By Oumie Mendy
As fighting continues between Senegalese soldiers and MFDC separatists in Casamance, several schools around the border villages remain closed as families flee for their safety.
The gun battle in Casamance has disrupted education in the region and villages in Foni Bintang district are hosting thousands of internal refugees fleeing the border.
While St Edwards in Bwiam remains opened though with very few students and teachers turning up for classes, schools in Bunubor, Funtang and Kappa remain closed.
On Monday, The Standard visited several affected communities and schools in Foni including St Edwards Upper Basic, Kappa Lower Basic and Bunubor Upper Basic schools. Residents and education authorities expressed concern over the protracted conflict in Casamance, which has spilled over and threatened lives.
Mariama Jammeh, a student at St Edward Upper Basic School, told The Standard she doesn’t feel safe in the environment and the same applies to her fellow students.
An emotional Mariama added: “We feel neglected and forgotten and freedom of movement is being hampered by a conflict that has nothing to do with The Gambia. We are so uncomfortable living here because we can no longer go to school or play in our communities freely without fear. We are not feeling safe even in our homes. I have already packed my bag to leave if the situation continues.”
She expressed concern over the risks her mother takes every morning to go to the market so they could eat.
“I feel for her because the situation is not safe at all – anything can happen to her,” she lamented, saying she hopes their liberty will be restored.
Ms Jammeh urged the government to intervene and restore peace, comfort and stability in Foni.
“We are pleading with the president to please address the situation so that our peace can be restored. We want to get back to our normal life of playing around and going to school without fearing for our lives,” she added.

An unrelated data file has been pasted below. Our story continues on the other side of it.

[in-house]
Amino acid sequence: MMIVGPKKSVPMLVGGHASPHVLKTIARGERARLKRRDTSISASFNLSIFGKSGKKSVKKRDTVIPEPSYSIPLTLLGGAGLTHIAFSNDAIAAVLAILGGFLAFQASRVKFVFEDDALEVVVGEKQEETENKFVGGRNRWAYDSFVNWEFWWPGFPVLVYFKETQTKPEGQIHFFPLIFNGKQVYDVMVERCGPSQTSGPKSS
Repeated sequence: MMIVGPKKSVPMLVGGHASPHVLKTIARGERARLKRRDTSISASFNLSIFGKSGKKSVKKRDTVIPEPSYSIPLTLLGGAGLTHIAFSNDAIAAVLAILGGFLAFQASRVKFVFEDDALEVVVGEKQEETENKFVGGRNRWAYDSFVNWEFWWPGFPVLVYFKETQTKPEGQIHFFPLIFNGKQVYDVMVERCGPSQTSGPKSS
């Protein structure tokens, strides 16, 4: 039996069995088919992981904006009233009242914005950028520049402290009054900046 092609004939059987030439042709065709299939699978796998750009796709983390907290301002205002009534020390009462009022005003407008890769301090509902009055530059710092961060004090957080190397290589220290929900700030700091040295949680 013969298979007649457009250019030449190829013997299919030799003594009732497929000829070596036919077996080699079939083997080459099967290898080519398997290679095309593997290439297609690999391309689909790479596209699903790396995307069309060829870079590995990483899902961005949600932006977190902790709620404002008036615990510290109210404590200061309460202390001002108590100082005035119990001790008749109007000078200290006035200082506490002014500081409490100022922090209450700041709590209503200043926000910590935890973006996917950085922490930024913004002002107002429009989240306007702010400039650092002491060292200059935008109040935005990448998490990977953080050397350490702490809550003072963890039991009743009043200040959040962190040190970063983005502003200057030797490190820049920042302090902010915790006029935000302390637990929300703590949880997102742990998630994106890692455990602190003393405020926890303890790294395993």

Andrew Jassey, the principal of St Edward Upper Basic, said when the gun fire started they closed the school but later decided to resume.
“When the conflict started, there were gunshots and fear but students were still attending lessons. It was not until Thursday when gunshots were getting louder and terrifying that parents started calling for the release of their children and both teachers and students were compelled to flee for their safety. Since then, my school has been closed until Monday. As of now, the situation is calm because there has been only one shot that we heard in the morning and most of the students and teachers are now coming back to school,” Mr Jassey said.
Modou Peter Jarju, a resident of Bwiam, said the shooting has been a great hindrance to effective learning as well as children’s social life in the villages close to the border.
“The shooting was so loud that rooftops were shaking. Natives of the neighbouring villages like Funtang ran into the bush for safety before moving to other villages. My child narrowly escaped a bullet when she was leaving home to our neighbouring compound. She was so terrified that I had to send her to my native village in Kombo to recover from the trauma,” he told The Standard.
A senior educationist in Foni, who spoke to The Standard on condition of anonymity, reiterated the negative impact of the the conflict on learning in the area.
“Schools work on contact hours and when those hours are not covered, it means we stand at a loss. When there is noise, students lose concentration because of fear. It was just few days back that shells fell around the Gambia’s military base in Bwiam, which is terrifying,” he said.